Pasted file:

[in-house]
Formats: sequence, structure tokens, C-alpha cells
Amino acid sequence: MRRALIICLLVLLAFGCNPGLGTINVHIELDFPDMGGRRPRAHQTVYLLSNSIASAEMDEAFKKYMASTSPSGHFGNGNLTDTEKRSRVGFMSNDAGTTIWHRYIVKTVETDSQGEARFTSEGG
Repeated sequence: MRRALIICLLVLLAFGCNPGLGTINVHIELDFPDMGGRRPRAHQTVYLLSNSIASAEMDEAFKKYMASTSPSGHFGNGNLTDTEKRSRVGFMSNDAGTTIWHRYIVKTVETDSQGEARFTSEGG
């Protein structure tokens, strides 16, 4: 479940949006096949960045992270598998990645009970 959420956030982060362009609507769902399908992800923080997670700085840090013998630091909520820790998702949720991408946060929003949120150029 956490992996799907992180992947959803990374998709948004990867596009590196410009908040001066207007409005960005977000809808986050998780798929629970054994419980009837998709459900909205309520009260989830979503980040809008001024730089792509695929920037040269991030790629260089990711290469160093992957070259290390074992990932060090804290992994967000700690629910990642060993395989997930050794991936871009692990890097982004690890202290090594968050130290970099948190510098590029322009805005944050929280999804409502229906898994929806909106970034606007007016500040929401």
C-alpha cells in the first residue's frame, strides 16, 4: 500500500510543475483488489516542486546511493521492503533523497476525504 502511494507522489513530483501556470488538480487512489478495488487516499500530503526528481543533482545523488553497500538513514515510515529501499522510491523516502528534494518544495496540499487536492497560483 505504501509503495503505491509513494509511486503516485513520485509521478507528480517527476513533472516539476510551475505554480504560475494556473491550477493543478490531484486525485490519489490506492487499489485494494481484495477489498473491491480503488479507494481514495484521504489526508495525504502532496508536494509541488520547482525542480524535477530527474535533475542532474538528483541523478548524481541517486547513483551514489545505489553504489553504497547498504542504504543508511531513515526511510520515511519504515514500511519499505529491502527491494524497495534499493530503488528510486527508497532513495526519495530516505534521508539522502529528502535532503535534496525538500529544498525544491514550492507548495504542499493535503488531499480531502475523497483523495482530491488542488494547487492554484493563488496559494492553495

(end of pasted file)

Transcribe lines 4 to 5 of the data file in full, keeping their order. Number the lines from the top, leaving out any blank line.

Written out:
Repeated sequence: MRRALIICLLVLLAFGCNPGLGTINVHIELDFPDMGGRRPRAHQTVYLLSNSIASAEMDEAFKKYMASTSPSGHFGNGNLTDTEKRSRVGFMSNDAGTTIWHRYIVKTVETDSQGEARFTSEGG
């Protein structure tokens, strides 16, 4: 479940949006096949960045992270598998990645009970 959420956030982060362009609507769902399908992800923080997670700085840090013998630091909520820790998702949720991408946060929003949120150029 956490992996799907992180992947959803990374998709948004990867596009590196410009908040001066207007409005960005977000809808986050998780798929629970054994419980009837998709459900909205309520009260989830979503980040809008001024730089792509695929920037040269991030790629260089990711290469160093992957070259290390074992990932060090804290992994967000700690629910990642060993395989997930050794991936871009692990890097982004690890202290090594968050130290970099948190510098590029322009805005944050929280999804409502229906898994929806909106970034606007007016500040929401």